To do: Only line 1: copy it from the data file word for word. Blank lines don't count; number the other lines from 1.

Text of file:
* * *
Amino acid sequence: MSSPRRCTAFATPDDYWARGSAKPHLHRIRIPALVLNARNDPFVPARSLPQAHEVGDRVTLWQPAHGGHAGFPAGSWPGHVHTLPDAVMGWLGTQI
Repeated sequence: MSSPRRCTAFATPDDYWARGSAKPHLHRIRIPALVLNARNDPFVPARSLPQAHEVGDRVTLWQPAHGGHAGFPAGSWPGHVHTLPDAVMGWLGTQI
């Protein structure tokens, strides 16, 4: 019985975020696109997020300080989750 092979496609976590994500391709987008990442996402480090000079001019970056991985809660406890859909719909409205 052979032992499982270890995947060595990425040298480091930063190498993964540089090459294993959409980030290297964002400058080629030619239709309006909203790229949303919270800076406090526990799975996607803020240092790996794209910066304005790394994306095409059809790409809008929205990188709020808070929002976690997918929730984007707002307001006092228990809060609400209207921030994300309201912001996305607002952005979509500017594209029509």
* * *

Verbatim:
Amino acid sequence: MSSPRRCTAFATPDDYWARGSAKPHLHRIRIPALVLNARNDPFVPARSLPQAHEVGDRVTLWQPAHGGHAGFPAGSWPGHVHTLPDAVMGWLGTQI